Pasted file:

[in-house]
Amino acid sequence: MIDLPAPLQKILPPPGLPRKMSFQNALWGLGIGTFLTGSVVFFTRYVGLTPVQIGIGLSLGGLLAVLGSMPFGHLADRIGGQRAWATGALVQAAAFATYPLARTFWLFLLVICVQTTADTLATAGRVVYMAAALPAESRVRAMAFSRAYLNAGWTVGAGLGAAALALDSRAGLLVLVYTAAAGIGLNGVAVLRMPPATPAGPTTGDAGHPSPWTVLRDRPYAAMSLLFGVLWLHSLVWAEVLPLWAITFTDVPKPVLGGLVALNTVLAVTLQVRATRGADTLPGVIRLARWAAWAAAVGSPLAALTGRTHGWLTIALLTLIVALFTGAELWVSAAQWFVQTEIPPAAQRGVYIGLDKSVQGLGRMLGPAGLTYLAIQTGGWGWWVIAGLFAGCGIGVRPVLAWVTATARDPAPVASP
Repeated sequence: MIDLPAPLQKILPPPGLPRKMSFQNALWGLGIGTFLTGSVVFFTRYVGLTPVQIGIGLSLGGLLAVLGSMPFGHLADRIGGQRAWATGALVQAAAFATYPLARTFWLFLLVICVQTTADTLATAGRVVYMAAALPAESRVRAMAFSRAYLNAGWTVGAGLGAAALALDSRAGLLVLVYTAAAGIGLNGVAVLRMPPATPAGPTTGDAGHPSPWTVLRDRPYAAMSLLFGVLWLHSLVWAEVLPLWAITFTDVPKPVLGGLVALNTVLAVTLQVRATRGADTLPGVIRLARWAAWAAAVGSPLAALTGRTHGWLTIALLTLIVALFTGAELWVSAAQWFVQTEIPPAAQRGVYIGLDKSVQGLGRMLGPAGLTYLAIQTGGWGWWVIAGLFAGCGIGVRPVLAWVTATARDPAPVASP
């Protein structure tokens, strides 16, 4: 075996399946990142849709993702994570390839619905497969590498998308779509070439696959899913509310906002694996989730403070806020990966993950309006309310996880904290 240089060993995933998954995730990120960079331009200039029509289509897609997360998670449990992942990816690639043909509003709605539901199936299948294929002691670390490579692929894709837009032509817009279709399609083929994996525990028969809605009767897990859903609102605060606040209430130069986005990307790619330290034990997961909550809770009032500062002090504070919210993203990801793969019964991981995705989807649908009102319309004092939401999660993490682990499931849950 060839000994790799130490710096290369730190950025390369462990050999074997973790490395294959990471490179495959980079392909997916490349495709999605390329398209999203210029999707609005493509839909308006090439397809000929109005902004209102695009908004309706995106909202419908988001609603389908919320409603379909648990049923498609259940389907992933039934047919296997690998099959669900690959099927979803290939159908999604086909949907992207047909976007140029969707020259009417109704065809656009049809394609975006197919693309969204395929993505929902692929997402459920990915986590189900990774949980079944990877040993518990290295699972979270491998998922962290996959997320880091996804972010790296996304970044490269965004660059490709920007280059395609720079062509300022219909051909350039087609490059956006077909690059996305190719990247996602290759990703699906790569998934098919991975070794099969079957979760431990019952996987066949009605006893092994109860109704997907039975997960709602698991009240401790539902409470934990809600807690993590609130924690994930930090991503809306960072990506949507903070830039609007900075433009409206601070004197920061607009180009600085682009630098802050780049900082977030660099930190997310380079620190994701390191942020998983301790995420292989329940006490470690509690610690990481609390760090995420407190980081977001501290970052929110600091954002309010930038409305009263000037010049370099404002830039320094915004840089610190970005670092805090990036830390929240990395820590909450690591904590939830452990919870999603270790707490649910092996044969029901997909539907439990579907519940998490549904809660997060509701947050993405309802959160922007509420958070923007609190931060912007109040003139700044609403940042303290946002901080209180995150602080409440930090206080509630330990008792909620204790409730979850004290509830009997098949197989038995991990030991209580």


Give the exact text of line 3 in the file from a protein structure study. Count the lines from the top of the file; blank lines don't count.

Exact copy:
Repeated sequence: MIDLPAPLQKILPPPGLPRKMSFQNALWGLGIGTFLTGSVVFFTRYVGLTPVQIGIGLSLGGLLAVLGSMPFGHLADRIGGQRAWATGALVQAAAFATYPLARTFWLFLLVICVQTTADTLATAGRVVYMAAALPAESRVRAMAFSRAYLNAGWTVGAGLGAAALALDSRAGLLVLVYTAAAGIGLNGVAVLRMPPATPAGPTTGDAGHPSPWTVLRDRPYAAMSLLFGVLWLHSLVWAEVLPLWAITFTDVPKPVLGGLVALNTVLAVTLQVRATRGADTLPGVIRLARWAAWAAAVGSPLAALTGRTHGWLTIALLTLIVALFTGAELWVSAAQWFVQTEIPPAAQRGVYIGLDKSVQGLGRMLGPAGLTYLAIQTGGWGWWVIAGLFAGCGIGVRPVLAWVTATARDPAPVASP